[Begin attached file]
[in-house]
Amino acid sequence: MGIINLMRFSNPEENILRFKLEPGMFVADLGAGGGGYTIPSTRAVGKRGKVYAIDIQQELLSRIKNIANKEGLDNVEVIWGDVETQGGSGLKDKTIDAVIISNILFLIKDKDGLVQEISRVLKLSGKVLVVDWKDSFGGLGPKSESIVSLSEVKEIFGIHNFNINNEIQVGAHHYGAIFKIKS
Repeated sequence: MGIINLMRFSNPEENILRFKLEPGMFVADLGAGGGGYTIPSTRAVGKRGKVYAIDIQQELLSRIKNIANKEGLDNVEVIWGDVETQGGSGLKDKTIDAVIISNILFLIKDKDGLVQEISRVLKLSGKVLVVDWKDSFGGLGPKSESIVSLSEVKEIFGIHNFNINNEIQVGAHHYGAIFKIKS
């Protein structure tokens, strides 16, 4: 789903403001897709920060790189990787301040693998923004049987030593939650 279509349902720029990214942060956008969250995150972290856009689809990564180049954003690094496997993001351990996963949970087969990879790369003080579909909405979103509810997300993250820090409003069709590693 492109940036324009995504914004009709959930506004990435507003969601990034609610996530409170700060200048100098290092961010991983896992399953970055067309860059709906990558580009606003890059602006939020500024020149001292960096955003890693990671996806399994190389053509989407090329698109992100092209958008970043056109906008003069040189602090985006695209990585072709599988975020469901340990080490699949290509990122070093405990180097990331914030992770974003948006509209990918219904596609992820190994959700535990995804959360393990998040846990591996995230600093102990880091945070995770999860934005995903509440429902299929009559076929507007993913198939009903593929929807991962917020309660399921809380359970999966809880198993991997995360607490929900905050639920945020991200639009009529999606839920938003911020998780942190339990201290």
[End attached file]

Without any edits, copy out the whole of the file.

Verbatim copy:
[in-house]
Amino acid sequence: MGIINLMRFSNPEENILRFKLEPGMFVADLGAGGGGYTIPSTRAVGKRGKVYAIDIQQELLSRIKNIANKEGLDNVEVIWGDVETQGGSGLKDKTIDAVIISNILFLIKDKDGLVQEISRVLKLSGKVLVVDWKDSFGGLGPKSESIVSLSEVKEIFGIHNFNINNEIQVGAHHYGAIFKIKS
Repeated sequence: MGIINLMRFSNPEENILRFKLEPGMFVADLGAGGGGYTIPSTRAVGKRGKVYAIDIQQELLSRIKNIANKEGLDNVEVIWGDVETQGGSGLKDKTIDAVIISNILFLIKDKDGLVQEISRVLKLSGKVLVVDWKDSFGGLGPKSESIVSLSEVKEIFGIHNFNINNEIQVGAHHYGAIFKIKS
């Protein structure tokens, strides 16, 4: 789903403001897709920060790189990787301040693998923004049987030593939650 279509349902720029990214942060956008969250995150972290856009689809990564180049954003690094496997993001351990996963949970087969990879790369003080579909909405979103509810997300993250820090409003069709590693 492109940036324009995504914004009709959930506004990435507003969601990034609610996530409170700060200048100098290092961010991983896992399953970055067309860059709906990558580009606003890059602006939020500024020149001292960096955003890693990671996806399994190389053509989407090329698109992100092209958008970043056109906008003069040189602090985006695209990585072709599988975020469901340990080490699949290509990122070093405990180097990331914030992770974003948006509209990918219904596609992820190994959700535990995804959360393990998040846990591996995230600093102990880091945070995770999860934005995903509440429902299929009559076929507007993913198939009903593929929807991962917020309660399921809380359970999966809880198993991997995360607490929900905050639920945020991200639009009529999606839920938003911020998780942190339990201290």